Follow-up on my Eight COVID Assertions
Yesterday’s post generated some good comments. Two emergency medicine specialists felt that I was both wrong and insulting in saying that hospitals were not overwhelmed. As a doc in NYC, I would suggest that your assertion 3 was indeed quite wrong and will be wrong in many more places before we are done— Josh Socolow (@Docjoshsoc) December 13, 2020 Jfc you weren't in Connecticut in April, and you aren't here now.We weren't (and aren't) fatally overwhelmed because of massive & costly efforts by our system. Anything less would have been catastrophic.Your blithe dismissal is kind of insulting to our experience. pic.twitter.com/RTKOKKeT4s— Brooks Walsh (@BrooksWalsh) December 13, 2020 What I meant in the word ‘overwhelmed’ is the notion of not being able to support a sick patient in the ICU or on a vent. That didn’t happen, but both doctors make important points. First I mean no insult to my frontline colleagues. It’s the opposite really. As a specialist who deals mostly on the treatment side of things, I’ve held those who must make diagnoses in the highest regard. Their work in the pandemic has only increased that respect. Second, the point that there were consequences to the “massive and costly” efforts to shift resources is valid. Data in our (cardiology) journals hint at the fact that heart attacks and stroke admissions were way down during the height of the pandemic. But...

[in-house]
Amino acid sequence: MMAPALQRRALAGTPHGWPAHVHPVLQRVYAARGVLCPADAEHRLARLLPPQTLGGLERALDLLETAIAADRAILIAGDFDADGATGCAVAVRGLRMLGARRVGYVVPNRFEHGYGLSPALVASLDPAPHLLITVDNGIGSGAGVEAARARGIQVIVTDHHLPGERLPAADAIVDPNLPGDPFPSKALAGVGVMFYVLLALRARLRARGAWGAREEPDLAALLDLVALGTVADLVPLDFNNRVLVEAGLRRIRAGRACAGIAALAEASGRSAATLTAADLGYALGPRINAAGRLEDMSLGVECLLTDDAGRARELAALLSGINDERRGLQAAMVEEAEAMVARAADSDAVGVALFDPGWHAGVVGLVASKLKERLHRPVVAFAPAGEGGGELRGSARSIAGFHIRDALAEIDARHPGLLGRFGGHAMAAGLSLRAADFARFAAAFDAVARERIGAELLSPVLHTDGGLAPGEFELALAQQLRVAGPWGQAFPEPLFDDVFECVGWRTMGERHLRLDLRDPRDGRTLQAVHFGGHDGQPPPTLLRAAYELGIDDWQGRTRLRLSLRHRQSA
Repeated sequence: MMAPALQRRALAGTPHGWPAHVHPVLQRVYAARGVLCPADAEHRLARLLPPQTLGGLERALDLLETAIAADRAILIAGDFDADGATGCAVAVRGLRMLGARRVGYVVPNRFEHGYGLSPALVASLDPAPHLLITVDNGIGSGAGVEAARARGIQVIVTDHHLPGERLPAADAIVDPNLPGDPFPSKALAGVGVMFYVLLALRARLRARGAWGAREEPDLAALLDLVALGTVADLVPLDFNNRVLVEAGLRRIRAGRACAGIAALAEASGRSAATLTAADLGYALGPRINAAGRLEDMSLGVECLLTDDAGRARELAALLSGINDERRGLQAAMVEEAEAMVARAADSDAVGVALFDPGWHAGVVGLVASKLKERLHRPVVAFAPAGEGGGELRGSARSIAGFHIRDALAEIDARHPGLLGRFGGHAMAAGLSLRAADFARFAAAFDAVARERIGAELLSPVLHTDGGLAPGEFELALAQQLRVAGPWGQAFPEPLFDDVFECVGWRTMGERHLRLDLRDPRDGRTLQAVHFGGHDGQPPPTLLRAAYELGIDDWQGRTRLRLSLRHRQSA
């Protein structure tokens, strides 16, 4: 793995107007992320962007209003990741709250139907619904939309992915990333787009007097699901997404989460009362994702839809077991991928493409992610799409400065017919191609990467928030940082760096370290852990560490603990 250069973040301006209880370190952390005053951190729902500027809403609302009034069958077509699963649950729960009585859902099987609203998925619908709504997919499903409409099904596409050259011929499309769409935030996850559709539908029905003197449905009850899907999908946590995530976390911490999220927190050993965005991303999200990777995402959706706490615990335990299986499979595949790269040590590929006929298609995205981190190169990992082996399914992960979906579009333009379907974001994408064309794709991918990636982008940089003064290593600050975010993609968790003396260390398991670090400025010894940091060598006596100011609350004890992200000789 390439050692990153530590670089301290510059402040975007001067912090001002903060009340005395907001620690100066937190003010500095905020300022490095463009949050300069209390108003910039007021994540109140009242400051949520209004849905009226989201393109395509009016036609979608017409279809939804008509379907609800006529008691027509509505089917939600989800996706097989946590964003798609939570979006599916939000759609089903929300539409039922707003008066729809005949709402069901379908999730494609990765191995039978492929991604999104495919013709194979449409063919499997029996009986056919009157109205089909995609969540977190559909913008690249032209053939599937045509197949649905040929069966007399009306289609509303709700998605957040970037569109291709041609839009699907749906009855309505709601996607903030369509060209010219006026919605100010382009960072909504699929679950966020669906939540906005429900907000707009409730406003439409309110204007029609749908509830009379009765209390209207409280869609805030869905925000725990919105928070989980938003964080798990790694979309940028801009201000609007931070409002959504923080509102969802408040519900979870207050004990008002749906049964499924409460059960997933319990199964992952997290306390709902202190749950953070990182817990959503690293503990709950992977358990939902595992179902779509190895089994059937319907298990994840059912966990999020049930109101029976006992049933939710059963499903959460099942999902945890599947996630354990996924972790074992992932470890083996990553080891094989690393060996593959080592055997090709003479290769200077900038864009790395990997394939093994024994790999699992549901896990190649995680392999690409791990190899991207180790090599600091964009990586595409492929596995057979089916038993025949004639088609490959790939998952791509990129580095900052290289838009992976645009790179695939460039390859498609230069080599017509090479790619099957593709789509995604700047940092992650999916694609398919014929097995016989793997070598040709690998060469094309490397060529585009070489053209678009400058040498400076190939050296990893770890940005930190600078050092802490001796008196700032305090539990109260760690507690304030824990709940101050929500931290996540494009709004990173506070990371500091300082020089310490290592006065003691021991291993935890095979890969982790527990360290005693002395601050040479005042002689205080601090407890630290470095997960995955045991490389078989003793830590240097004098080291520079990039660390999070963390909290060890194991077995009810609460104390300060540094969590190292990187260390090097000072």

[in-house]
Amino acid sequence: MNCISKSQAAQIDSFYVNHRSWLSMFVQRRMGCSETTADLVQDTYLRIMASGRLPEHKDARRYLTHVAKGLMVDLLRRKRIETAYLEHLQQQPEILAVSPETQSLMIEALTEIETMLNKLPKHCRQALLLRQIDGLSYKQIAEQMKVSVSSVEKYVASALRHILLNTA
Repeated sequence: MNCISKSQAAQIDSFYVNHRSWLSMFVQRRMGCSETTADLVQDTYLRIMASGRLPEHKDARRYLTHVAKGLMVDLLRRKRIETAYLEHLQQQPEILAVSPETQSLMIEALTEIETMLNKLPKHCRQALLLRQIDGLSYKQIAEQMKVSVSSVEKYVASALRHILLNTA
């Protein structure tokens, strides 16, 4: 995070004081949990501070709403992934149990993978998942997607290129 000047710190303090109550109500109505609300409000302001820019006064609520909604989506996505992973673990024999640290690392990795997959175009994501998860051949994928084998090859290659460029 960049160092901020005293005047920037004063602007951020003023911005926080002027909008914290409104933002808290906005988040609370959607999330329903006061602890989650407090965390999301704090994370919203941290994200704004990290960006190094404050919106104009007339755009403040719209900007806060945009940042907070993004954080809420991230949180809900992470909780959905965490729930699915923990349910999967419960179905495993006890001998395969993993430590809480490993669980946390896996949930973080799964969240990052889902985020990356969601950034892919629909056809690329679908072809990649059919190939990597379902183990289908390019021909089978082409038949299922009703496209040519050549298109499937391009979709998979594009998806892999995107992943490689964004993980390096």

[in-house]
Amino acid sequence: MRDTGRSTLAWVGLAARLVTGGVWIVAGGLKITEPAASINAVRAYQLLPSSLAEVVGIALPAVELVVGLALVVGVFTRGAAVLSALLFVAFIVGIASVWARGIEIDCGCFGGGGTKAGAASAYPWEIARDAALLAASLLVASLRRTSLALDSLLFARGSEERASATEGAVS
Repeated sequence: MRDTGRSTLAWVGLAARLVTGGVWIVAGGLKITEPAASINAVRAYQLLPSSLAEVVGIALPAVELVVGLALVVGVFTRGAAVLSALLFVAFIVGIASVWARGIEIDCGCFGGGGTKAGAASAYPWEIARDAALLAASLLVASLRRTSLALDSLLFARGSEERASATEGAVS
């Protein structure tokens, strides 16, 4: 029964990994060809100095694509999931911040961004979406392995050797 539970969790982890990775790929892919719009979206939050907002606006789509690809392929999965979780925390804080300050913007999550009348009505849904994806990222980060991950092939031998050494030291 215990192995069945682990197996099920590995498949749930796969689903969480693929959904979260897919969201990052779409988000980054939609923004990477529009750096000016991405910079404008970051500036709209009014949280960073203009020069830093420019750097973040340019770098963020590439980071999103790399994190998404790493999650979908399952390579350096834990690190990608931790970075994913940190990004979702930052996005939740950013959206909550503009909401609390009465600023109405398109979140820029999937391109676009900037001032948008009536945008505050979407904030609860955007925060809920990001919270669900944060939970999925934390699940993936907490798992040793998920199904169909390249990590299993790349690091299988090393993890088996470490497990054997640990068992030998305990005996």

Source: Dr John M - Category: Cardiology Authors: Dr John Source Type: blogs
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